Tip 4: Have a Plan
It’s helpful to be intentional about your Bible reading, but don’t over think it. Come with an open mind and heart (see Luke 8:15), and let the Holy Spirit speak to you.
For the word of God is alive and active. Sharper than any double-edged
sword, it penetrates even to dividing soul and spirit, joints and marrow;
it judges the thoughts and attitudes of the heart. Hebrews 4:12
Having a plan, that is, knowing what and how much you’re going to read each day, instead of just opening up the Bible and winging it will keep you on track and motivated. At first, don’t bite off more than you can chew. Keep it manageable. Consistency and building up a series of small wins (daily readings) goes a long way to developing the daily Bible reading habit.
I’ve developed some 40For40 Bible Reading Plans that will help you do just that. These plans guide you to read 40 verses in 40 days from select books of the Bible. The 40For40 reading plans will help you develop consistency through small wins while giving you a specific, manageable and measurable plan to follow each day.
Learn more and gain free access to the 40For40 Bible Reading Plans. Begin your journey of getting to know God better while strengthening your faith, and being equipped for service. (See 2 Timothy 3:15-17, Hebrews 10:22-25, Colossians 2:6-7)
Tip 5: Start with Prayer
Equally challenging to knowing where to begin reading the Bible is where to start with prayer. Even Jesus’ disciples weren’t sure how to go about it: “Lord, teach us to pray, just as John taught his disciples.” (Luke: 11:1)
In response, Jesus offered a model for prayer (Luke 11:2-4, see also Matthew 6:9-13), which we commonly refer to as “The Lord’s Prayer,” but is more appropriately known as “The Disciples’ Prayer” (the true Lord’s Prayer is found in John 17*).
One suggestion then is to start with The Disciples’ Prayer. In Jesus’ model for prayer, as the NIV Study Bible indicates, “There are six petitions, three relating more directly to God (Matthew: 6:9-10) and three to us (vv. 11-13). The order of these petitions is significant and intentional.”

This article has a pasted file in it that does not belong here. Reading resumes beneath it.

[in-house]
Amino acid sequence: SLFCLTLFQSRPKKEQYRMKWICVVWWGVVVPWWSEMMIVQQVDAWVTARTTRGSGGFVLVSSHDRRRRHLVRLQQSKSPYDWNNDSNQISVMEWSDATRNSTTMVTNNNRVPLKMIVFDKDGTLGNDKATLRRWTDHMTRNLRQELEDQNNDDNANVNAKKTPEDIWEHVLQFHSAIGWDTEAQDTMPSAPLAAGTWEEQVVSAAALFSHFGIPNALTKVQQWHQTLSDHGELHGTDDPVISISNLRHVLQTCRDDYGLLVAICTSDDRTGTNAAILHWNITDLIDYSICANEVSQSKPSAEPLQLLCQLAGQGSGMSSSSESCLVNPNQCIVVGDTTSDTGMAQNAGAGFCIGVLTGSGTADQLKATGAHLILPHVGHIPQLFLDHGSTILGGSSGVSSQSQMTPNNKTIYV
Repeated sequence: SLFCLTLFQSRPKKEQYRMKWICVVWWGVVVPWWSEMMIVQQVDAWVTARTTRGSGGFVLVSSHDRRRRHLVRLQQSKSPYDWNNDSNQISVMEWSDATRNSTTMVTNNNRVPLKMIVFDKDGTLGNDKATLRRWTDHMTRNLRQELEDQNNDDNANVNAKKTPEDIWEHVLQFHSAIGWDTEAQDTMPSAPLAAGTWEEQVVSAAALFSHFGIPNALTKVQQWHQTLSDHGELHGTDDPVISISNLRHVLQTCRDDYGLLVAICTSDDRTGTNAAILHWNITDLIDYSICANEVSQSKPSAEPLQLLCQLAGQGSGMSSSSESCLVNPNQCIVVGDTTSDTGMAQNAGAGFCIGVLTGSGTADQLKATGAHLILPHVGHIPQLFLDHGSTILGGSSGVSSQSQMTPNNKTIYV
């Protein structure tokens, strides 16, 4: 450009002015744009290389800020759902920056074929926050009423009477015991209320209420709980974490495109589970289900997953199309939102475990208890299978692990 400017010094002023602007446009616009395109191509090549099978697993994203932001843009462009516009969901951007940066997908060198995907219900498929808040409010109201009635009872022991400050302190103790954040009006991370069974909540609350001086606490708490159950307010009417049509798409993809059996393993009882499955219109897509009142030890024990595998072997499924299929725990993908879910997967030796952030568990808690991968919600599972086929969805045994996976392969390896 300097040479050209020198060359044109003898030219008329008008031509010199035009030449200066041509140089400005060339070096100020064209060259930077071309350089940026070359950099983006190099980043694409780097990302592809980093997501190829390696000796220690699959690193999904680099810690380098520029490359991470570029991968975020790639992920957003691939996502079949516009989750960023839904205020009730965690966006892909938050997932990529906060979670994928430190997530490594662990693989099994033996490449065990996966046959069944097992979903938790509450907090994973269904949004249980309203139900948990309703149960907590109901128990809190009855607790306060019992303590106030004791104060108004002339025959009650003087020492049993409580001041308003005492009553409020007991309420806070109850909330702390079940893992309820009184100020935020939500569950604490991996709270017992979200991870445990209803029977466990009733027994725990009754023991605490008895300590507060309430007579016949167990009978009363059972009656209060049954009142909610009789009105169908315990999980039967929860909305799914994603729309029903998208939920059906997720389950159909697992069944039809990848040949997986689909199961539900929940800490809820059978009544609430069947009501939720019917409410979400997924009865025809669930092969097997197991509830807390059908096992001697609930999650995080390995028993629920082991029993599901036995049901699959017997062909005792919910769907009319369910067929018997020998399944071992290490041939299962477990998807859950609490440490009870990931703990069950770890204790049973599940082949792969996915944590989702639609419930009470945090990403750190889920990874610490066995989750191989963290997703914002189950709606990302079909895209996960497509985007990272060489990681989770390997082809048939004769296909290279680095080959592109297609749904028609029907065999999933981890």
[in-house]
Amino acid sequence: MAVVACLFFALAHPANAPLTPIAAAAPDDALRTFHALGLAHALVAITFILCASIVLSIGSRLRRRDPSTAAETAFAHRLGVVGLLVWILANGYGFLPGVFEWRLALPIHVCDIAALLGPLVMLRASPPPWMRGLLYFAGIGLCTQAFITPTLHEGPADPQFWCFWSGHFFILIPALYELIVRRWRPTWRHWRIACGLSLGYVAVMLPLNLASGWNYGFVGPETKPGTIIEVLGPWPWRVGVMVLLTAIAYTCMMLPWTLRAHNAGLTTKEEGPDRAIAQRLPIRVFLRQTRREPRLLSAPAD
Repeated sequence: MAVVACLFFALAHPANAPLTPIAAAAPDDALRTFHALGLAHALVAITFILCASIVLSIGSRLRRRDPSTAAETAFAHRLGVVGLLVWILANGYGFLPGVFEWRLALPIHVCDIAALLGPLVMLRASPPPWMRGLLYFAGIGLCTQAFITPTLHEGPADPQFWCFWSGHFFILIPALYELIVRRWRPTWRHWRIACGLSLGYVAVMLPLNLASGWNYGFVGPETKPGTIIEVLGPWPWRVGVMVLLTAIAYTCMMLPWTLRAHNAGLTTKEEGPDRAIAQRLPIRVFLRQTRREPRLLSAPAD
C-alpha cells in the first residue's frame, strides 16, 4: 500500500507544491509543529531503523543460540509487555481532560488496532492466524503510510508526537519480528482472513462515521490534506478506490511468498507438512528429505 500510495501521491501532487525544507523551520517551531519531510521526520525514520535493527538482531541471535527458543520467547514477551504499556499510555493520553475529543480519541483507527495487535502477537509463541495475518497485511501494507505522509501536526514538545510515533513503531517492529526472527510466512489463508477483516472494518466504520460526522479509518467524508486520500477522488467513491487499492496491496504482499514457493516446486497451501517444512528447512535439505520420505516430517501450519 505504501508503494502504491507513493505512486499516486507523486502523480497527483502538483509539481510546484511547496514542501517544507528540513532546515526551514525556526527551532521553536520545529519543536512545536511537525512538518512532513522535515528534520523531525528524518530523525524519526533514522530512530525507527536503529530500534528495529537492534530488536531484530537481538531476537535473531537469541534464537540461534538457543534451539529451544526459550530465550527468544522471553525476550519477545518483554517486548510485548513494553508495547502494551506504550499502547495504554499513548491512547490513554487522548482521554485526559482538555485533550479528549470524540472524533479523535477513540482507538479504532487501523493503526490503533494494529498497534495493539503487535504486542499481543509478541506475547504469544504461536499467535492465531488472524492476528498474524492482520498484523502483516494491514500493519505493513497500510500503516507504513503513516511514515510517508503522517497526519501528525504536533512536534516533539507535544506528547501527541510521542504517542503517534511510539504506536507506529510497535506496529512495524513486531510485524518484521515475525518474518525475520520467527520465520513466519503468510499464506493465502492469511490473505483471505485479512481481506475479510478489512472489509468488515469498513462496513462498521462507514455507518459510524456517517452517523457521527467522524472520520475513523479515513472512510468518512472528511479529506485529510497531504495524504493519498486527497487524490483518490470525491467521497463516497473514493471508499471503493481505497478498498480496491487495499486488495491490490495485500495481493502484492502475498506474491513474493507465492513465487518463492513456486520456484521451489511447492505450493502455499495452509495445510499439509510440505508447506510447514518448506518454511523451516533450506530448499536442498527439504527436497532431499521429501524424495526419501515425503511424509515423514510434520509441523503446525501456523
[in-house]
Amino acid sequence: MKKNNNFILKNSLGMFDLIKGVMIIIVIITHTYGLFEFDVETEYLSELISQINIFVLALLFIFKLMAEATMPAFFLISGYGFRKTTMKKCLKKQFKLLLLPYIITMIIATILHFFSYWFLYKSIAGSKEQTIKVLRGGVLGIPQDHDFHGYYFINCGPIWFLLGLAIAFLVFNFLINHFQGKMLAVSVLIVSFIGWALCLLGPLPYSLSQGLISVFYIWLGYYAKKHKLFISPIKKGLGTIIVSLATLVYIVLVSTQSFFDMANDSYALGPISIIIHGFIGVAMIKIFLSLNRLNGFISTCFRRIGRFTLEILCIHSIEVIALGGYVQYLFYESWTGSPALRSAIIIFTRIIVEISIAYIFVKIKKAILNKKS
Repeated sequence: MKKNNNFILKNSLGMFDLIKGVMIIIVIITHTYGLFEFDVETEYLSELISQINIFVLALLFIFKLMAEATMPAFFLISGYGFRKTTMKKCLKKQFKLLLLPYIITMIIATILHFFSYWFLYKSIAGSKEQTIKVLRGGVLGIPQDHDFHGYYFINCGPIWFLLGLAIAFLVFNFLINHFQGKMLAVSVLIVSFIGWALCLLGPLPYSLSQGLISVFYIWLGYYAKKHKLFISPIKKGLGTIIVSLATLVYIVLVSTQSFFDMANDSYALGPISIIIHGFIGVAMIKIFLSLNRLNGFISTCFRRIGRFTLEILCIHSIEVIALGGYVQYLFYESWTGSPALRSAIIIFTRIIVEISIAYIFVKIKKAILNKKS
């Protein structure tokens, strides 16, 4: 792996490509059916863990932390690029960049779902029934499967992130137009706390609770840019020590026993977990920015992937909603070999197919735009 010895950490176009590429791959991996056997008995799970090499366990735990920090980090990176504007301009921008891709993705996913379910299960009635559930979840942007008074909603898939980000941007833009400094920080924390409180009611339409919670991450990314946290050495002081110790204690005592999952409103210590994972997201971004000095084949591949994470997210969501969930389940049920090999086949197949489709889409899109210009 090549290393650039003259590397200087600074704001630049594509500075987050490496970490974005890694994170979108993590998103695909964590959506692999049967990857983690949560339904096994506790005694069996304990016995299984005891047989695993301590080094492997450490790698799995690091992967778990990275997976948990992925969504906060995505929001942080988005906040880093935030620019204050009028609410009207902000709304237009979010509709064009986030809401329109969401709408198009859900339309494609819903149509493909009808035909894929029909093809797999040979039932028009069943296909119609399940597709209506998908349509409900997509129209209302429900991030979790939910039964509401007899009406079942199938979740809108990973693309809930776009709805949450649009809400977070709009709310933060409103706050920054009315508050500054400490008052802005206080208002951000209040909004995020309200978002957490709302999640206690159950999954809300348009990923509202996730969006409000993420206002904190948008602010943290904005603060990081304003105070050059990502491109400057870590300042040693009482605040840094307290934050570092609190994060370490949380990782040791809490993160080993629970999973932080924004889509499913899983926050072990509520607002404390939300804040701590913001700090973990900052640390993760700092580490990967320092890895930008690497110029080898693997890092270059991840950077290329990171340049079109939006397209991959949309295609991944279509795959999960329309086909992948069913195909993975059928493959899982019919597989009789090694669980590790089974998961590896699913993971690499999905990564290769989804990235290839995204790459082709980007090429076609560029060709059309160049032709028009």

Our Father in heaven, hallowed be your name, your kingdom come, your will be done, on earth as it is in Heaven.
Give us today our daily bread. And forgive us our debts, as we also have forgiven our debtors.
And lead us not into temptation, but deliver us from the evil one.” Matthew 6:9-13 NIV
Another suggestion is to let the Scriptures inspire you and pray through them as you read. This can be especially meaningful as you read-pray through the Psalms in the 40For40 reading plan. A reading from the Psalms begins each day’s schedule. Starting here will help you make that important spiritual and prayerful connection with the Lord as you begin reading each day.
Hear me as I pray, O Lord. Be merciful and answer me! My heart has heard you say, “Come and talk with me.” And my heart responds, “Lord, I am coming.” Psalm 27:7-8 NIV
A third suggestion, similar to praying through the Scriptures is to read and pray through Paul’s prayers to the early churches. You will find meaning in these as you acknowledge God’s incomparable attributes, love, power, and desire to build a mature relationship with you.
- Ephesians 1:17-23
- Philippians 1:3-11
- 1 Thessalonians 5:16-18
- 2 Thessalonians 1:11-12
- Colossians 1:9-14
- Colossians 4:2-4
*A reading through the Lord’s Prayer in John 17, removes any doubt of the purpose and power of God’s word in our lives and the world.
Summary: 5 Tips to Establish a Habit of Daily Bible Reading:
- Determine a time: Treat Bible reading and prayer as a priority on your calendar
- Prepare a place: Find a quiet place free of distractions and where you won’t disturb others
- Find a trigger: Develop a cue that immediately precedes daily Bible reading time
- Have a plan: Try one of the 40for40 Bible Reading Plans
- Start with prayer: Model after the Disciples’ Prayer or other Scripture
What tips would you add to this list?